What To Do If The Police Question YouShare
Being questioned by the police, even under seemingly benign circumstances, can put you in a situation where you might be charged with a crime. You have the right to insist upon having a lawyer present, even if the cops are just questioning you as a witness. Follow these three tips to stay safe under police questioning.
You're Not There to Do Their job
Whether you're just a witness, the subject of an investigation, or someone in between those two categories, it's not your job to do the cops' jobs. Do not make leaps of logic and offer up theories you can back up. Better yet, refrain from telling them anything until someone from a criminal defense law office has shown up.
Understand the Rules They Play By
First, the police are under no obligation to quit yakking at you just because you've asserted your right to remain silent and to have counsel present. Under the law, they can be the chattiest folks in the world while they wait for your attorney to appear, as long as they stop asking questions. If you do slip up and engage them in conversation, you have every right to re-assert your right to remain silent.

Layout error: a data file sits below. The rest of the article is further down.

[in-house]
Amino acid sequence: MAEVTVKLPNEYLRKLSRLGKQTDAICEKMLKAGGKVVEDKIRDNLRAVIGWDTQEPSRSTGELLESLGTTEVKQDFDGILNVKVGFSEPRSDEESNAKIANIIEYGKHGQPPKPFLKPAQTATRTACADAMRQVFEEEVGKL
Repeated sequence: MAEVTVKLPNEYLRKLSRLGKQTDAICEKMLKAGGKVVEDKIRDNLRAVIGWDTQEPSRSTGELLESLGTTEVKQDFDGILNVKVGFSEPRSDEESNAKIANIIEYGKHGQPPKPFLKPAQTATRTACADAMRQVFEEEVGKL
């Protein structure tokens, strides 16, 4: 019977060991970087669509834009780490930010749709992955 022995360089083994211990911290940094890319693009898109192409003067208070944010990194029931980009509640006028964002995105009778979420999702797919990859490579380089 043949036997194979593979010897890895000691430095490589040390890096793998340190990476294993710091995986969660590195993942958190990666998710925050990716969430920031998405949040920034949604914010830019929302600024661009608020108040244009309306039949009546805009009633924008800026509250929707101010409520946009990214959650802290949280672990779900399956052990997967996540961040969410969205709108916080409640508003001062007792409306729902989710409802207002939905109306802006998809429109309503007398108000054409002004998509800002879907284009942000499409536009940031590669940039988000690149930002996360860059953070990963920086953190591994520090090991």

Second, the cops are allowed to lie to you as an investigative technique. For example, they may inform you that you're just a witness when you are, in fact, the subject of the investigation. They can tell you lies about who said what or the evidence they've found, hoping that you'll slip up. Remember this: if they're still talking to you instead of cuffing you, there's still something they're trying to sort out.
Know the Rules You Have to Play By
While it's not your job to do their job, you can't get in the way of them doing their job. This is a crime known as obstruction, and the police can and do pursue charges against both witnesses and suspects for it. Obstruction occurs when you overtly get in the way of an investigation, such as throwing away a piece of evidence or lying to the cops. If you're in a situation where only a lie will save your skin, you have the right to avoid self-incrimination, though.
A major reason to contact a criminal law office for help is to make sure you're coloring inside the lines during questioning. Your attorney can tell you which questions to answer and how much you should answer.